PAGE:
Earle talks about: Fibromyalgia
An introduction to Fibromyalgia
Fibromyalgia is medical condition of unknown cause. It gives rise to many symptoms and can affect a number of parts of the body.
Research has shown that people with fibromyalgia have abnormalities in their nerves - they are more sensitive to normal pain signals compared to people without the condition. In addition, people with fibromyalgia have been found to have difficulty achieving deep sleep compared to others.
Recent research has indicated that an excess of sensory nerve fibres in the hands of people with fibromyalgia may be a reason for both the cold hands experienced by fibromyalgia sufferers, and the extreme sensitivity to pain.
A number of factors are said to give rise to this situation, including physical or mental trauma, viral infections, disorders of immune system function, stress and anxiety.
Symptoms of fibromyalgia
Fibromyalgia is a syndrome – a collection of symptoms – so every patient has a different selection of symptoms experienced at a different intensity.
Most people suffering from fibromyalgia complain of pain and tenderness in muscles and associated soft tissues. The common muscle groups affected are in the neck and shoulders, but fibromyalgia can give rise to pain in practically any muscle of the body.
Other symptoms include unexplained tiredness or fatigue, intolerance to exercise, poor concentration and memory.
Who gets fibromyalgia?
Estimates suggest that up to 4% of the population may suffer from fibromyalgia and the condition is more commonly found in those between the ages of 20 and 50.
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Women are more prone to the condition – 90% of people with fibromyalgia are female. Those who worry more, or are more anxious, and people suffering from stress at home or work are also more likely to get the condition.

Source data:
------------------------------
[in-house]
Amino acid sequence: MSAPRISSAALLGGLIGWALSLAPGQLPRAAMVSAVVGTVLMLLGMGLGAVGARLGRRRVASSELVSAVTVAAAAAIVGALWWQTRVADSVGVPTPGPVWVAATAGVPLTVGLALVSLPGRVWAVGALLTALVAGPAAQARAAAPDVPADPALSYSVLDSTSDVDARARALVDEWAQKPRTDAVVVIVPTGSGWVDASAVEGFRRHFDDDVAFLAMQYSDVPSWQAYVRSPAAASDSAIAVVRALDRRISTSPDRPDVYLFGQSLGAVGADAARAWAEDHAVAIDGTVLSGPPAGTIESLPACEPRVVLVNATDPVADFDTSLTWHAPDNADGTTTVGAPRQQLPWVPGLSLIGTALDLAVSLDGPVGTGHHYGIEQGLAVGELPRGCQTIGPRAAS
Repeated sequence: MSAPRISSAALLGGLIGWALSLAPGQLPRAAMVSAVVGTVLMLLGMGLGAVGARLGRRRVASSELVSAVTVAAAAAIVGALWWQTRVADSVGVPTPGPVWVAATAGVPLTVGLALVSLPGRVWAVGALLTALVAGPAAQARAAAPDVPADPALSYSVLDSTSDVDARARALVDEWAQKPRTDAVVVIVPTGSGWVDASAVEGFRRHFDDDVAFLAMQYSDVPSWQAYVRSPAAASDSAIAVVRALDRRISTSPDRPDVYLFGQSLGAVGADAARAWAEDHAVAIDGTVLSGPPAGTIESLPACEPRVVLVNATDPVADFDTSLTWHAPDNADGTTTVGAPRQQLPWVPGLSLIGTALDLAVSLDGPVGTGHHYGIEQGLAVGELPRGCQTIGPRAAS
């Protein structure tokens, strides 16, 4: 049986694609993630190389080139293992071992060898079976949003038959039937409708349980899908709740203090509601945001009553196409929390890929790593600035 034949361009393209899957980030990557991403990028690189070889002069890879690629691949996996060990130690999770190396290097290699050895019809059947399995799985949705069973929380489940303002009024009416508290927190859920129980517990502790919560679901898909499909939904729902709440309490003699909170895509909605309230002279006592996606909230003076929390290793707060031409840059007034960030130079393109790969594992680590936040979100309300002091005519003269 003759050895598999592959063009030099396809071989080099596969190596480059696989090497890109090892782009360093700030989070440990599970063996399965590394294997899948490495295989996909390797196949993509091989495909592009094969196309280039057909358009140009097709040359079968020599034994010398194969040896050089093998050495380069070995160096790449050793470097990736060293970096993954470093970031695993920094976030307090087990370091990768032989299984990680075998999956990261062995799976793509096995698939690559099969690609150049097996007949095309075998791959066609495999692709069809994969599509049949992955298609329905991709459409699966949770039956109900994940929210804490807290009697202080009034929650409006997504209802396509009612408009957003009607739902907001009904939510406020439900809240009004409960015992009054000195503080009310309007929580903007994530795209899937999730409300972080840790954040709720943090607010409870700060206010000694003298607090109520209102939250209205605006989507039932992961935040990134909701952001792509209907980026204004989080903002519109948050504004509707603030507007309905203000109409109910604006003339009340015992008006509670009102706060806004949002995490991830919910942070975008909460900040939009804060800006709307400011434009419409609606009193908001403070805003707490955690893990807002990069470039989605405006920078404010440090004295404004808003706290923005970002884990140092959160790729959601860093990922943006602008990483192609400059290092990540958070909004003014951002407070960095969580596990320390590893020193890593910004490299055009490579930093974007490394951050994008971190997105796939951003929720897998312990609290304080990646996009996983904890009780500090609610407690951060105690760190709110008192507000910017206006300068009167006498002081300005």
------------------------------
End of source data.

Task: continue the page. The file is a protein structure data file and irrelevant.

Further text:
There is a suggestion that fibromyalgia can run in families and have a genetic component although it is clear that other external factors are also involved.
How is fibromyalgia diagnosed?
It is unfortunately the case that not all members of the medical profession fully understand fibromyalgia. Nevertheless, if you think you have the condition, it is important that you seek your doctor’s advice in the first instance – if nothing else, to exclude the possibility of other health problems.
There is no single test which will help make the diagnosis of fibromyalgia. Symptoms may mimic other health issues and your doctor may want to do blood tests to eliminate the possibility of conditions.
The American College of Rheumatology has developed a system where doctors look for abnormal tenderness or muscle pain in those suspected of suffering from fibromyalgia.
Treatment of fibromyalgia
It is not known what causes fibromyalgia and as there is no clear underlying cause to target, treatment of fibromyalgia tends to be focused on the relief of pain and other forms of symptom management.
Conventional treatments of fibromyalgia include:
- Painkilling or anti-inflammatory medication
- Other prescribed medication
- Behavioural therapies
- Muscle relaxants
However, many consider that fibromyalgia is a condition which is best treated with an integrative or complementary approach, using both orthodox and alternative therapies:
"I have Fibromyalgia and was recommended to try Devils Claw. This product seems to be working very well for me."
Read more about fibromyalgia treatments.
Fibromyalgia or Chronic Fatigue Syndrome?
Around 70% of the symptoms associated with these two debilitating conditions are shared, so how do you tell your doctor which one he should investigate?